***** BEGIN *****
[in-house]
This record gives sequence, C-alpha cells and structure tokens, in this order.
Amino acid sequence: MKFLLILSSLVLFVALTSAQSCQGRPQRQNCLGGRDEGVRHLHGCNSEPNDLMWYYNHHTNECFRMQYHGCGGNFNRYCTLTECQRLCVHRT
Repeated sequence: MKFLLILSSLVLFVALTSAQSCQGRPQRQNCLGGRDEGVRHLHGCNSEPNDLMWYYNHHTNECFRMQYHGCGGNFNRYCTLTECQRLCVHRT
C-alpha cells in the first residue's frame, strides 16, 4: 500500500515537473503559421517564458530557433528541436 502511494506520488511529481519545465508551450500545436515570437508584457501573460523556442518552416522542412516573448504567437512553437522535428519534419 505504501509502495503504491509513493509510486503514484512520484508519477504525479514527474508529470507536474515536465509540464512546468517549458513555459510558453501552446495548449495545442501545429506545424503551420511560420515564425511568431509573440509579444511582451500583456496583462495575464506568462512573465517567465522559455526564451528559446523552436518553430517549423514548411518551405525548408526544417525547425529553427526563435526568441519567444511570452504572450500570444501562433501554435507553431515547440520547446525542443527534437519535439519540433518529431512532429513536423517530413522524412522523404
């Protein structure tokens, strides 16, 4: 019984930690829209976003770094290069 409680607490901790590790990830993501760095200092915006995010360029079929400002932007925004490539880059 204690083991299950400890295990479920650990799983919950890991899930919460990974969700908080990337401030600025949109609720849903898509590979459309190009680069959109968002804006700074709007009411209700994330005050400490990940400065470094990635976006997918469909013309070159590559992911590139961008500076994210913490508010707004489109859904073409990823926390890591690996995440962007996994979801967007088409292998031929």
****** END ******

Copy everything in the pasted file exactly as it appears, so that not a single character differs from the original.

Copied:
[in-house]
This record gives sequence, C-alpha cells and structure tokens, in this order.
Amino acid sequence: MKFLLILSSLVLFVALTSAQSCQGRPQRQNCLGGRDEGVRHLHGCNSEPNDLMWYYNHHTNECFRMQYHGCGGNFNRYCTLTECQRLCVHRT
Repeated sequence: MKFLLILSSLVLFVALTSAQSCQGRPQRQNCLGGRDEGVRHLHGCNSEPNDLMWYYNHHTNECFRMQYHGCGGNFNRYCTLTECQRLCVHRT
C-alpha cells in the first residue's frame, strides 16, 4: 500500500515537473503559421517564458530557433528541436 502511494506520488511529481519545465508551450500545436515570437508584457501573460523556442518552416522542412516573448504567437512553437522535428519534419 505504501509502495503504491509513493509510486503514484512520484508519477504525479514527474508529470507536474515536465509540464512546468517549458513555459510558453501552446495548449495545442501545429506545424503551420511560420515564425511568431509573440509579444511582451500583456496583462495575464506568462512573465517567465522559455526564451528559446523552436518553430517549423514548411518551405525548408526544417525547425529553427526563435526568441519567444511570452504572450500570444501562433501554435507553431515547440520547446525542443527534437519535439519540433518529431512532429513536423517530413522524412522523404
């Protein structure tokens, strides 16, 4: 019984930690829209976003770094290069 409680607490901790590790990830993501760095200092915006995010360029079929400002932007925004490539880059 204690083991299950400890295990479920650990799983919950890991899930919460990974969700908080990337401030600025949109609720849903898509590979459309190009680069959109968002804006700074709007009411209700994330005050400490990940400065470094990635976006997918469909013309070159590559992911590139961008500076994210913490508010707004489109859904073409990823926390890591690996995440962007996994979801967007088409292998031929």